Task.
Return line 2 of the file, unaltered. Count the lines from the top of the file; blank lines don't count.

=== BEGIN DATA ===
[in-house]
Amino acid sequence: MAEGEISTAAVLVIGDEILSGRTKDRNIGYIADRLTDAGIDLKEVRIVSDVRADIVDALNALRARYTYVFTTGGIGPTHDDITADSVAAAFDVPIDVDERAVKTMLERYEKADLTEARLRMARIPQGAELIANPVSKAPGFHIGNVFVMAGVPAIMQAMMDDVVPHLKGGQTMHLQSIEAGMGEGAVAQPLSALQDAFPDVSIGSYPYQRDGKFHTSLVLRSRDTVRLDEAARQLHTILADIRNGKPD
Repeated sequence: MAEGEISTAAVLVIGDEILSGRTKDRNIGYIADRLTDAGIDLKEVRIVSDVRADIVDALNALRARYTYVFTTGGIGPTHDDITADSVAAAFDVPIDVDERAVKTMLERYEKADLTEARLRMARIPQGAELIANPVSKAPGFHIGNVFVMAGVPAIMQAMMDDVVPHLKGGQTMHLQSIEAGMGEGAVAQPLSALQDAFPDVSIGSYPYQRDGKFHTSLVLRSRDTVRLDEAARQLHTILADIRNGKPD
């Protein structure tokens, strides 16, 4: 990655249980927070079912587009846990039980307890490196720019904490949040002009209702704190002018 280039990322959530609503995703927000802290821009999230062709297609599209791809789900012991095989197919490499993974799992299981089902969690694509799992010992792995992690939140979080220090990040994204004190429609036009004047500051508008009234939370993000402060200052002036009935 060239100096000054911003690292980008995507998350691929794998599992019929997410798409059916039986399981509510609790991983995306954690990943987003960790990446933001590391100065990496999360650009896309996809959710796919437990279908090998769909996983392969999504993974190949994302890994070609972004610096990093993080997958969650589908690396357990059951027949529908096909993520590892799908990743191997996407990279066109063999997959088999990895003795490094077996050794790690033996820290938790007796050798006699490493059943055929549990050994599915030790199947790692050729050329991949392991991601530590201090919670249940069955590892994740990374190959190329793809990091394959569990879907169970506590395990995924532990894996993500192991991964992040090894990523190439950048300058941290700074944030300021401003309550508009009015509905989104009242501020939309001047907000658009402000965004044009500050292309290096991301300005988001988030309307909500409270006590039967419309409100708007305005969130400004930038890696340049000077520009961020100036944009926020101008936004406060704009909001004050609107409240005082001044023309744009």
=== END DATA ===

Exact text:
Amino acid sequence: MAEGEISTAAVLVIGDEILSGRTKDRNIGYIADRLTDAGIDLKEVRIVSDVRADIVDALNALRARYTYVFTTGGIGPTHDDITADSVAAAFDVPIDVDERAVKTMLERYEKADLTEARLRMARIPQGAELIANPVSKAPGFHIGNVFVMAGVPAIMQAMMDDVVPHLKGGQTMHLQSIEAGMGEGAVAQPLSALQDAFPDVSIGSYPYQRDGKFHTSLVLRSRDTVRLDEAARQLHTILADIRNGKPD